When I called Pat Mitchell, the interim director of The Blues Foundation, for information about this year's BluesFirst convention and International Blues Challenge, the first thing she wanted to talk about was Mrs. Fletcher. While the fact that a leader in the national blues community could enjoy a performance by one of Memphis' heaviest rock bands might throw some readers, those of you who know Pat will understand perfectly.
"I went to their CD-release party at Muvico Friday night, and it was the coolest thing I've seen all year," Mitchell says. "At midnight, I paid $15, which got me into the premiere of Darkness Falls. The band played for 30 minutes while the screen ran previews of horror movies before the movie started. It was incredible. [Mrs. Fletcher's] album is called The Evil E.P. and they sold over 100 copies! The band is really great -- kind of a cross between System of a Down and Ziggy Stardust. Muvico didn't know what to think. They had tons of security in there, but they were cool with the crowd. I want to thank them for opening such an innovative showcase for local bands."
That rave out of the way, Mitchell turns back to the International Blues Challenge: "I've really seen this event grow over the years," Mitchell says. "When I started at the Blues Foundation six years ago, the bands got to play for 10 minutes. They'd travel halfway around the world for that one shot on Beale Street! But now they get to play for two nights and get judged twice. We have almost 70 bands -- more musicians than we've had in the history of the contest. We have a band from the Republic of Georgia, one from Norway, groups from Singapore, Canada, and the U.K., and, of course, bands from all over the U.S."
Any organization affiliated with the Blues Foundation could send a band. "Just getting in the IBC elevates a band's credibility," Mitchell says. "They become more than just a local artist. And the bands that make the finals get a real shot at making it on the national blues scene."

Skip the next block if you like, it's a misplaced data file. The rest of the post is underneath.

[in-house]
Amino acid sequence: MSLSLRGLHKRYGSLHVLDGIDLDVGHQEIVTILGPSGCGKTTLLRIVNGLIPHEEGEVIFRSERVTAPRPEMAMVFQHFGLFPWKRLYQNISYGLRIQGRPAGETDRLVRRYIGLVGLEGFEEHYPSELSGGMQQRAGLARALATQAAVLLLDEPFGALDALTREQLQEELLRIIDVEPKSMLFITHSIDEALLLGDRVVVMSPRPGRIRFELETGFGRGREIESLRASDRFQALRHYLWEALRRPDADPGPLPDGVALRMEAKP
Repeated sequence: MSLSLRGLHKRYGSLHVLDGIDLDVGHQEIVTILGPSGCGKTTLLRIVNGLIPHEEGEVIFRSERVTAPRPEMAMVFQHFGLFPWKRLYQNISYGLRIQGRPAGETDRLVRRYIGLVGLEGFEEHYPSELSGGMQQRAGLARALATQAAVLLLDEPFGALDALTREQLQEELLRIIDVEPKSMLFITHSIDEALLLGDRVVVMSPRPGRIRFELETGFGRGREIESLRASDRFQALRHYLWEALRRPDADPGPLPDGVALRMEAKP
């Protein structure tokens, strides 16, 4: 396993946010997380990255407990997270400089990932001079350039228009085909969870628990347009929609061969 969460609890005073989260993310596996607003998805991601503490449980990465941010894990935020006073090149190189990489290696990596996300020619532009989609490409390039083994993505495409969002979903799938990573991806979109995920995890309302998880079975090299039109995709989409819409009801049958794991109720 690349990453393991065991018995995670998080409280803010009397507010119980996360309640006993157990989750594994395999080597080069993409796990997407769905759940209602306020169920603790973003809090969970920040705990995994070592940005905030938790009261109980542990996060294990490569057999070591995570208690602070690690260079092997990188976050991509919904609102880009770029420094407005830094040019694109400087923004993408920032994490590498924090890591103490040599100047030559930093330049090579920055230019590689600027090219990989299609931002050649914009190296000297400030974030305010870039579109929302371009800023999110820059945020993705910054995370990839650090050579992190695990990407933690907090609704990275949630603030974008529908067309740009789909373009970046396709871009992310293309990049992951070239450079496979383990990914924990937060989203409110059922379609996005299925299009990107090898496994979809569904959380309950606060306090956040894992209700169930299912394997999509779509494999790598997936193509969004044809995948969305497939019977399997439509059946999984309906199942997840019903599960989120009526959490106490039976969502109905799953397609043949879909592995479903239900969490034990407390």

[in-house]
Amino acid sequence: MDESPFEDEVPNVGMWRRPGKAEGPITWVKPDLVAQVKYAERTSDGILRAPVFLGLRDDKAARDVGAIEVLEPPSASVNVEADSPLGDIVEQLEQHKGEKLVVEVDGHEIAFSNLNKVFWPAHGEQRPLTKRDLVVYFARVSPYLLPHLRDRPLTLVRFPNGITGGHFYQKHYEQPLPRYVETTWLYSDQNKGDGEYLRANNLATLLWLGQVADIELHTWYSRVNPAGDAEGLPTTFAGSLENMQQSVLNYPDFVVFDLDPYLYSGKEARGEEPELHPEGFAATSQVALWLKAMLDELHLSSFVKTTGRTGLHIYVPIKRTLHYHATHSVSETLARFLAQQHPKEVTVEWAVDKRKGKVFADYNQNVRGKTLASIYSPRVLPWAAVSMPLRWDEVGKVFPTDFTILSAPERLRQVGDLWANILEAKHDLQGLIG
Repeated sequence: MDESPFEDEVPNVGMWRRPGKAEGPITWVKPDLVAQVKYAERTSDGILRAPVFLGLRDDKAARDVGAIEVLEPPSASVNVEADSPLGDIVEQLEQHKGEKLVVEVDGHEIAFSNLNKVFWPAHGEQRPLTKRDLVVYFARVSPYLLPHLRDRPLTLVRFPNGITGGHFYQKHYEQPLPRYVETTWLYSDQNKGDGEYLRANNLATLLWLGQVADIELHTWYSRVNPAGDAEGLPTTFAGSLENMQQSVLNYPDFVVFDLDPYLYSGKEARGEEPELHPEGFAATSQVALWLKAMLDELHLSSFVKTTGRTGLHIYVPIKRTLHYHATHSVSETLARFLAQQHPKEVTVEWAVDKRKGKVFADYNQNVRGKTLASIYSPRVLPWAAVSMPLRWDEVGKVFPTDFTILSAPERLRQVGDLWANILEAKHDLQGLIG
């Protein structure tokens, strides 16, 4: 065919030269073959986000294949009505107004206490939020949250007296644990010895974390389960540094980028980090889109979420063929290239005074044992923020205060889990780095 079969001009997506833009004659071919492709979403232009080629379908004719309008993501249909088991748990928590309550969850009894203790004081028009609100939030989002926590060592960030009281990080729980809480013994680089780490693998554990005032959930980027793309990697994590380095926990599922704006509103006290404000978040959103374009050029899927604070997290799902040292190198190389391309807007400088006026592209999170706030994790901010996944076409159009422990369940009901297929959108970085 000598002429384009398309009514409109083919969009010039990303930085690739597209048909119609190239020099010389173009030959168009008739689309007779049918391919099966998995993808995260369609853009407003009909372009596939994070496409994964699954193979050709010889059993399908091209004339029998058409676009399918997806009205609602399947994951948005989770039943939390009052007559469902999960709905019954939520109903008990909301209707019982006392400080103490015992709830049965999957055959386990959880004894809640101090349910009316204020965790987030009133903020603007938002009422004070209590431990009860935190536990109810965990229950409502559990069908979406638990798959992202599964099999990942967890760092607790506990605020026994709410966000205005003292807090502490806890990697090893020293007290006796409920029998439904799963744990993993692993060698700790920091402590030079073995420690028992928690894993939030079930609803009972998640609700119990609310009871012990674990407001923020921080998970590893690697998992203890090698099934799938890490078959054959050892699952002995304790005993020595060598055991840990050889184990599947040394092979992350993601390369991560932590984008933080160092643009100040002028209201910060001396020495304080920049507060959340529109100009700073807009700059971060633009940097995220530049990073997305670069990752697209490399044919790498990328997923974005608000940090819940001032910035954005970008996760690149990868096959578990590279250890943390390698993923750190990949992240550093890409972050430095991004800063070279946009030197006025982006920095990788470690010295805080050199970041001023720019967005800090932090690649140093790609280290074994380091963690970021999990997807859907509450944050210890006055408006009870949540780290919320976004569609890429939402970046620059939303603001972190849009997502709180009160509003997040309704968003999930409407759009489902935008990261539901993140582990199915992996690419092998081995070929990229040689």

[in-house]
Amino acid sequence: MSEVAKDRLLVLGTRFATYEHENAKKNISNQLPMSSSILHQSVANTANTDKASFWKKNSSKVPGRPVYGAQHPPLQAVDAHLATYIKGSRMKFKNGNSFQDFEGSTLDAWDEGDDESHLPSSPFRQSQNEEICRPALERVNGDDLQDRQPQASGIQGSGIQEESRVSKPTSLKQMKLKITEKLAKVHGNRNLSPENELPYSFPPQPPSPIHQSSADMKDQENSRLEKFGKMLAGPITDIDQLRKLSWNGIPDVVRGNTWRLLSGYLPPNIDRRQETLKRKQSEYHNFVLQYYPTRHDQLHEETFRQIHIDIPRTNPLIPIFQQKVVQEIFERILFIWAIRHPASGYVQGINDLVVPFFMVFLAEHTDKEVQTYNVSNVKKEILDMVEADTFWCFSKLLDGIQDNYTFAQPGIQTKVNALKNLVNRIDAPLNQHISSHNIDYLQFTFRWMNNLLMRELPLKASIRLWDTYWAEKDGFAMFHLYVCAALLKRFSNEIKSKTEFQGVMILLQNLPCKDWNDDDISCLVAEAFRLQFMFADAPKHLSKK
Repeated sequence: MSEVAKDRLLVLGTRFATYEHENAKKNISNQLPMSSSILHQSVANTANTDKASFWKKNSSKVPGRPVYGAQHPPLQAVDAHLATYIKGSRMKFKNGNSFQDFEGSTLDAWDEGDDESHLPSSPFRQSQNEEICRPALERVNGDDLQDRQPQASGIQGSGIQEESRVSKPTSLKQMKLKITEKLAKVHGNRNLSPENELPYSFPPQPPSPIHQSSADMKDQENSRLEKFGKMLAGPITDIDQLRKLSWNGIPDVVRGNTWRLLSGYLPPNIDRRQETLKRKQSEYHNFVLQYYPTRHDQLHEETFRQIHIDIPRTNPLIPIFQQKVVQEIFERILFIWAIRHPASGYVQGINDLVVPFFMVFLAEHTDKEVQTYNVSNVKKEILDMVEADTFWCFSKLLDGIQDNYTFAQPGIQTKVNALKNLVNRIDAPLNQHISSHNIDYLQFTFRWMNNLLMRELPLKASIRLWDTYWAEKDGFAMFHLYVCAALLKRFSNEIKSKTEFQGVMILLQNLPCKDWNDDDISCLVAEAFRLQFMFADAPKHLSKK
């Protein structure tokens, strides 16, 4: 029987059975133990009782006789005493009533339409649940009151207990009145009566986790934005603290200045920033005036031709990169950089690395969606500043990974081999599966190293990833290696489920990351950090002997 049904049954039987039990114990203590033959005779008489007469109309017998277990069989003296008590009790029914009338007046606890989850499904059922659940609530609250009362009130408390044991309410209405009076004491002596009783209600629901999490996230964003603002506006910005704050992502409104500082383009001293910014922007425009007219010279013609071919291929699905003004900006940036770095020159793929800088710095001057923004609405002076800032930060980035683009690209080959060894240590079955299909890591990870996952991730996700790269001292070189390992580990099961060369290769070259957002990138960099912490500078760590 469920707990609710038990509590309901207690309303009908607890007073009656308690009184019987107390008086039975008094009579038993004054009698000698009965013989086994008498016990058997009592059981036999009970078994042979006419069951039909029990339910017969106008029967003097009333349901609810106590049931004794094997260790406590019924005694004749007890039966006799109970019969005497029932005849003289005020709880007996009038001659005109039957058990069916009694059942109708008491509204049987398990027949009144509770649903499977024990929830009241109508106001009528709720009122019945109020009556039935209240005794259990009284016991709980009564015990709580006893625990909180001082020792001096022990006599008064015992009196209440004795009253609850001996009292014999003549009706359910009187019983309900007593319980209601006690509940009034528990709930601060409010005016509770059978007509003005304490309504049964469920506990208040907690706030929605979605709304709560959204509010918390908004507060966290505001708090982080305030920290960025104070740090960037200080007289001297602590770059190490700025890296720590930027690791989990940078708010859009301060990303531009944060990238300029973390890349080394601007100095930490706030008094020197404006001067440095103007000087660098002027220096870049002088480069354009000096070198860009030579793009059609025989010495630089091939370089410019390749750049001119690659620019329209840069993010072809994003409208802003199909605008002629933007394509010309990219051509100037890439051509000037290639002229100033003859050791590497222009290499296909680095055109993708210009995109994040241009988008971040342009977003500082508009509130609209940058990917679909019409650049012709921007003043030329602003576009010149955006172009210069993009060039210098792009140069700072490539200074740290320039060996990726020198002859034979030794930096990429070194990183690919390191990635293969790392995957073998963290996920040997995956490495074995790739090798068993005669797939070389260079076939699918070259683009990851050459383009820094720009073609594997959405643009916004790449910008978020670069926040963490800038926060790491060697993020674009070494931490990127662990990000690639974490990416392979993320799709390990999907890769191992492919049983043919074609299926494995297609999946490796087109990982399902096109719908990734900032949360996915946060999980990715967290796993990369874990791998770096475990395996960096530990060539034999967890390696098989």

Having label owners like Bruce Iglauer of Alligator Records and David Less of Memphis International on hand to judge the final round doesn't hurt either. "You get radio people, promoters, and club owners seeing you here, and if you network, you can walk out of this weekend with contacts for festivals and clubs across the country," Mitchell says. "It's one weekend where you can really promote yourself to the blues community. It's almost like a South by Southwest for the blues world."
"Susan Tedeschi and Sean Costello were both finalists at the IBC," Mitchell points out. "Richard Johnston won two years ago, and this year he's nominated for a Handy Award. It's so exciting to see past winners who have pushed themselves to the forefront of the scene."
And who does she have her bets on for 2003? Mitchell demurs at first, then mentions Daniel "Slick" Ballinger, a North Carolina-based youngster who plays in the Mississippi hill-country style. "I appreciate him so much. It's really encouraging to see a kid his age hanging out with Othar Turner and doing what people like Sid Selvidge did with Furry Lewis and what the North Mississippi Allstars did with Junior Kimbrough and R.L. Burnside. It's nice to see that the grand blues tradition is still happening. The dedication to their art is almost like an apprenticeship," Mitchell says.
Tickets for the International Blues Challenge quarterfinals and semifinals, which run Thursday, January 30th, and Friday, January 31st, respectively, cost $10 for a wristband entrance to all Beale Street clubs. Tickets for the finals on Saturday, February 1st, held at the New Daisy Theatre, also cost $10. For more information on the IBC and BluesFirst conference, go to blues.org.
You can e-mail Andria Lisle at email@example.com.